Acritas ranks Biglaw firms based on feedback from their most important clients: general counsel at companies across the globe with revenue of at least $1 billion. Here’s how the survey was conducted:
All interviews were conducted by telephone in local languages across 55 countries between January and September as part of the ongoing Sharplegal 2013 survey.
The Sharplegal Global Elite Brand Index is determined through four open-ended questions from the full survey to ﬁnd out from general counsel:
- The ﬁrst law ﬁrms to come to mind
- The ﬁrms they feel most favorable towards
- The ﬁrms most considered for multi-jurisdictional deals
- The ﬁrms most considered for multi-jurisdictional litigation.
As noted in Morning Docket, DLA Piper, the recently crowned King of the World in terms of revenue, did not take the title of the best brand. Instead, the firm that was dethroned from the seat of power on the Global 100, Baker & McKenzie, came in first place in the Acritas ranking, for the fourth year in a row.
Here are the top 10 global Biglaw brands of 2013, per Acritas (click here to see the full list):
Much of this list has changed from last year’s ranking. While B&M maintained its position (as did DLA and Allen & Overy), the rest of the top 10 shuffled around, and one of the most prestigious firms got booted from the list of the best-known firms in the world altogether. Skadden, once seated at #7 on the Acritas ranking, has landed inelegantly at #13. According to Sarah Chisman-Duffy, head of Acritas Asia-Pacific, Skadden doesn’t have a “clear vision of where it sits in the market.” Ouch. We think Skaddenites will feel better after rolling around in their billions of revenue. White & Case also fell from #10 to #11.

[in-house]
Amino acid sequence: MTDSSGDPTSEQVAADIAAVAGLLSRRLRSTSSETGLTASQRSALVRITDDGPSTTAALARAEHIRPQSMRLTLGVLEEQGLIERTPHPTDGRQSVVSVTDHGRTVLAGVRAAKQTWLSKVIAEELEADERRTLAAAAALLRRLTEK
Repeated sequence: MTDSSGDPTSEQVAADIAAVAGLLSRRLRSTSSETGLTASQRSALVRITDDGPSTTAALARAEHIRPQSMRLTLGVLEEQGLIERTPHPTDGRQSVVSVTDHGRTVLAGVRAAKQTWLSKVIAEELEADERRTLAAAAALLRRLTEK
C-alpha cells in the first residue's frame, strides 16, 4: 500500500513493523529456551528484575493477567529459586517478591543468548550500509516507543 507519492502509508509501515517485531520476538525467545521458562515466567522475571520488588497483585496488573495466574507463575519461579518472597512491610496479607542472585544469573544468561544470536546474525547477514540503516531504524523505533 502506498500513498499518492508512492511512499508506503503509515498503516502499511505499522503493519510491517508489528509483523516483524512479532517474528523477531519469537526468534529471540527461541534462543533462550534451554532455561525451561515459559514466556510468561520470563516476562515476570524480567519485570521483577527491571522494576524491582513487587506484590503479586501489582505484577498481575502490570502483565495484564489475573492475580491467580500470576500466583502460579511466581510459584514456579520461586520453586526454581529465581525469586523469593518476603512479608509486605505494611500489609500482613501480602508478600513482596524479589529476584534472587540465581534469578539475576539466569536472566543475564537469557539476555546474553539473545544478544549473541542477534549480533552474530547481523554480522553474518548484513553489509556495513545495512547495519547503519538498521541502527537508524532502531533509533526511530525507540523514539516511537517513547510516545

But Baker & McKenzie better watch its back in the global legal marketplace, because rival firms, dubbed the “rapid risers” by Acritas, are quickly catching up — their brand strength has increased dramatically over the past four years. Congratulations are due to the following firms: Kirkland & Ellis (also a rapid riser on the Am Law Global 100); DLA Piper; King & Wood Mallesons; K&L Gates; and Gibson Dunn.
Once again, this ranking speaks volumes as to which Biglaw firms are on top when it comes to client loyalty, but there are only two U.S.-based firms in the top 10 of the Acritas Global Elite (Hogan Lovells is a product of a U.S./U.K. merger). What does this say about our lawyers? Our Biglaw firms might be doing something right, but surely there’s a way to do things differently to propel additional firms to success.
* “The multimillion dollar question is: Is it going to happen and for how long?” Surprisingly, health care attorneys from large firms are being quite blasé about the Congressional battle over Obamacare. [Blog of Legal Times]
* The 2013 Global 100 is out, and with an 8.6 percent growth in revenue, DLA Piper was able to really show the world the benefits of churning that bill, baby! We’ll have more on this news later today. [American Lawyer]
* This is getting exhausting: Dentons, the three-way merger product of SNR Denton (a merger product itself), Salans, and Fraser Milner Casgrain, is in talks with McKenna Long & Aldridge for yet another merger. [Am Law Daily]